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Wills & Succession – Pre & Post Execution Matters

A Guide on Drafting Wills

Congratulations on deciding to draft a will. Planning for one’s death is not easy – it involves confronting one’s mortality and reflecting on hard questions like how to distribute your assets upon your death. We have prepared this document to help make this process easier. This document will provide you with crucial information that will assist you to focus on the key matters that you should consider before drafting your will, guide you through the process and also what you should do after drafting your will.

Key Stages

  1. Pre-drafting: This is probably the most important stage as it requires you to decide on the big questions of what will happen to you and your assets upon your death.
  2. Drafting: Once we have your instructions, we will begin drafting your will in accordance with your wishes. Once this is done, we will invite you to review the draft. There may be subsequent amendments and additions after the review process.
  3. Post-Drafting: Once your will is finalized, you should keep it in a safe place, and also consider filing it with the Wills Registry.

Post-Execution Steps

  1. Get your lawyer to make at least two certified true copies of your will;
  2. Provide a certified true copy of your will to each executor
  3. Keep the original will in a file, in a safe location and let your executors and/or somebody you trust know where your original will is kept;
  4. Keep copies of your list of assets and bank accounts in the same file so that your executors will be able to ascertain the value and location of your assets upon your death
  5. Consider filing details of your will with the Wills Registry (Please refer to the eServices portal on


Before drafting your will, you should consider the “Four P’s” – People, Pool of Assets, Protection, and Personalisation.


Consider the people that will be included in your will. Generally, these people will include

  • Executors of your will – The Executor is responsible for carrying out the instructions in your will after your death. Your executor should be someone who you trust and preferably someone younger than you since this person needs to be alive at the time of your death. In most cases, people appoint their spouse or other family member(s) as the executor(s) of their will. It is also wise to appoint a replacement executor in case the first pre-deceases you, or is otherwise unable to act as your executor. There are only two requirements that your executor must possess – Your executor must be at least 21 years old (and have capacity), and must not be a bankrupt. If your executor subsequently becomes a bankrupt, you should execute a new will and appoint a new executor.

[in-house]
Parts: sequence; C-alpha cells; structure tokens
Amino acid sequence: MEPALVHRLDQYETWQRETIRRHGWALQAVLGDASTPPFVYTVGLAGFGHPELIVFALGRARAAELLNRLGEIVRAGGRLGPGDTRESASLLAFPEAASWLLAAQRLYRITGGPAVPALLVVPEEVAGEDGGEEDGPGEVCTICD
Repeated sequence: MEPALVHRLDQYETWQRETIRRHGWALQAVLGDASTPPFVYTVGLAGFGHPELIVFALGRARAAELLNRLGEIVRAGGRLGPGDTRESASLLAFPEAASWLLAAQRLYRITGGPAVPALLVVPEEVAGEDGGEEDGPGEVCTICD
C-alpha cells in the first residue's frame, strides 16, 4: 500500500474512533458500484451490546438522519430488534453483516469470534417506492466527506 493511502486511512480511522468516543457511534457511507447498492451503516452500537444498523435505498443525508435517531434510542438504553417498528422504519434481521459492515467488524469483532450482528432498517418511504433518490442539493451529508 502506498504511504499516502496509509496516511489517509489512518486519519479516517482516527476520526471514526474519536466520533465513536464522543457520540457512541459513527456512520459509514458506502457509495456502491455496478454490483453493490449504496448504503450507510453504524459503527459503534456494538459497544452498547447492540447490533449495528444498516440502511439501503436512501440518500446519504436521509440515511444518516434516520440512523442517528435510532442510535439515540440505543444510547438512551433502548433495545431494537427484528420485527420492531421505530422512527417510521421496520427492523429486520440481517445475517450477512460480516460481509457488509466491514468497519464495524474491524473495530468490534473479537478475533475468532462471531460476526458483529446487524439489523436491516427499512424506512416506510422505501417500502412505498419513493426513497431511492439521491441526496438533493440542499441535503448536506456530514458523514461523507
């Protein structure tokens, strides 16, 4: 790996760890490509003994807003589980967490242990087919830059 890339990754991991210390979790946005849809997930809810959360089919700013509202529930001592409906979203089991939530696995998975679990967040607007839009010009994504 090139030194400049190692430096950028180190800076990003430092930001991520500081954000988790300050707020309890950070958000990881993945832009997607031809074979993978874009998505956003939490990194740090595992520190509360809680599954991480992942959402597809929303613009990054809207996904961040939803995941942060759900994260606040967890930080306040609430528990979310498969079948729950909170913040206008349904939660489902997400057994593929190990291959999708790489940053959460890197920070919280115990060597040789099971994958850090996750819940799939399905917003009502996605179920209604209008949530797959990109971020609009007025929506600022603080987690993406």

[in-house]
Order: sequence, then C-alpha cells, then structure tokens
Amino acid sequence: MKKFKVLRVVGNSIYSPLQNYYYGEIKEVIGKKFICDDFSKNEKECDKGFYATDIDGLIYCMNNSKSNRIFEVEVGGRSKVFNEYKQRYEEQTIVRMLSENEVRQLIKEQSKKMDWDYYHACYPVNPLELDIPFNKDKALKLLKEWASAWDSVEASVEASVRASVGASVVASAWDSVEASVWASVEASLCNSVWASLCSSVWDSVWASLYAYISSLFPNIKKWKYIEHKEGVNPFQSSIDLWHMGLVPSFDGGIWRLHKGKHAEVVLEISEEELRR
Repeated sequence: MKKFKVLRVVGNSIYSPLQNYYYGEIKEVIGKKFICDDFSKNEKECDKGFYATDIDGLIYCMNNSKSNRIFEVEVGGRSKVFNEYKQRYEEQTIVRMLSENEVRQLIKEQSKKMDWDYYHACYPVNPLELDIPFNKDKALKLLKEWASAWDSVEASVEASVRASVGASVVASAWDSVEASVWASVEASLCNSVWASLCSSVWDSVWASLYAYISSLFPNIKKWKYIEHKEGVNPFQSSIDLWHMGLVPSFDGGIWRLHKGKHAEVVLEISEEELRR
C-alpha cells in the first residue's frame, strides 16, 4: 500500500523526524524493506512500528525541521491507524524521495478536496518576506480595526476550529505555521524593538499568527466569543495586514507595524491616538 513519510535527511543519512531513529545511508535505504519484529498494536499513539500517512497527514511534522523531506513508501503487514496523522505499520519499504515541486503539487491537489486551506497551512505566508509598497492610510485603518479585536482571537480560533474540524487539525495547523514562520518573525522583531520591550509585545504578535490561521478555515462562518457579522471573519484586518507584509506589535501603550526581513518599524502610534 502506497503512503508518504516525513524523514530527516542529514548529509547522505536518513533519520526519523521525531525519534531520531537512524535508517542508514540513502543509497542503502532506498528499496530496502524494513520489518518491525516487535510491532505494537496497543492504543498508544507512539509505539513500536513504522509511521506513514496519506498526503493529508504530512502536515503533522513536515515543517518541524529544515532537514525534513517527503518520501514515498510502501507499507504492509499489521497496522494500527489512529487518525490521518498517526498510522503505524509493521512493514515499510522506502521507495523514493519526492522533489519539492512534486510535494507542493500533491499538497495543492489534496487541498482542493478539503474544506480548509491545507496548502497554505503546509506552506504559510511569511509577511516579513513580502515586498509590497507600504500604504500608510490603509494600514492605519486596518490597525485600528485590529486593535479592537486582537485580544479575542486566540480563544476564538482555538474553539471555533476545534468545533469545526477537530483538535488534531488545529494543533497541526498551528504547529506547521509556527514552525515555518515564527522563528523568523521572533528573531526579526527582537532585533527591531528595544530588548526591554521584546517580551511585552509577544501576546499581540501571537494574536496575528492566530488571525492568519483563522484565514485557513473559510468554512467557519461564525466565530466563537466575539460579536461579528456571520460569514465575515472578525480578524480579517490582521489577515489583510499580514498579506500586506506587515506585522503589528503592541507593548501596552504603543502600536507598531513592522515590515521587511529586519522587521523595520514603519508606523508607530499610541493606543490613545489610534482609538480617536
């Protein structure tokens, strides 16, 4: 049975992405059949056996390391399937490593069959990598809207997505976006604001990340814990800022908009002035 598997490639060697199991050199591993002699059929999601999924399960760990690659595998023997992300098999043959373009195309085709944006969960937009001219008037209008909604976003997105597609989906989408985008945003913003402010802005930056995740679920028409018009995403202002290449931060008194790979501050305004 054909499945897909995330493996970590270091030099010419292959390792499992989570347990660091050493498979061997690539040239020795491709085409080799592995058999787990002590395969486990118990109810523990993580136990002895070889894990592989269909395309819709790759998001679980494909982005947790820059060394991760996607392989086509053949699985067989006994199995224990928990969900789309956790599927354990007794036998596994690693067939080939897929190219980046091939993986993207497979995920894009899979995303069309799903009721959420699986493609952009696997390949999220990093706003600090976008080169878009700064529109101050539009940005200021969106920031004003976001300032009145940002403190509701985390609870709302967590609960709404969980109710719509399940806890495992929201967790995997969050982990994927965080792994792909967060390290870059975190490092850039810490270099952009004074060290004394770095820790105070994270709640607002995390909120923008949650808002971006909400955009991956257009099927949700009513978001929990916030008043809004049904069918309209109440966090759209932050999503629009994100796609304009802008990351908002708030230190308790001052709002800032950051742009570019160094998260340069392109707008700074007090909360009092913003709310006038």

• Trustees – In certain situations, it may not be prudent to gift an asset unconditionally. For example, if you have minor children who will be beneficiaries under your will, your children may receive a substantial windfall if you die before they reach adulthood. In such an event, they may not have the financially savvy to responsibly deal with their newfound assets. To prevent such a scenario, you may want to appoint a trustee to hold these gifts on trust for the benefit of your minor children until they reach a certain age. This is just one of the possible scenarios in which a trust may be created. An executor of your will can also act as trustee if so appointed.
  • Beneficiaries – Next, consider who will benefit under your will. Your beneficiaries can essentially be anyone. You should make a list of your beneficiaries and also decide on whether you will be gifting specific assets to these beneficiaries or whether you prefer them to have a certain percentage of your overall estate. The best way to decide this is to consider the nature of your gift and its practical value. It would make sense to gift liquid assets such as cash in your bank accounts in percentages (E.g 25% to A, 40% to B and 35% to C), and purely physical assets in their existing form (E.g my car to X). Also consider whether the asset will be of value to your beneficiary in its existing form. Some assets which may be of value to you may not be of value to your beneficiaries. For example, would your beneficiary benefit from the shares you have in a particular company? Would it be better to allow your executors to convert such an asset then distribute the proceeds to the particular beneficiary?
  • Replacement Beneficiaries – You should also list down replacement beneficiaries in case one of your beneficiaries pre-deceases you or is otherwise unable or unwilling to receive their entitlements under your will.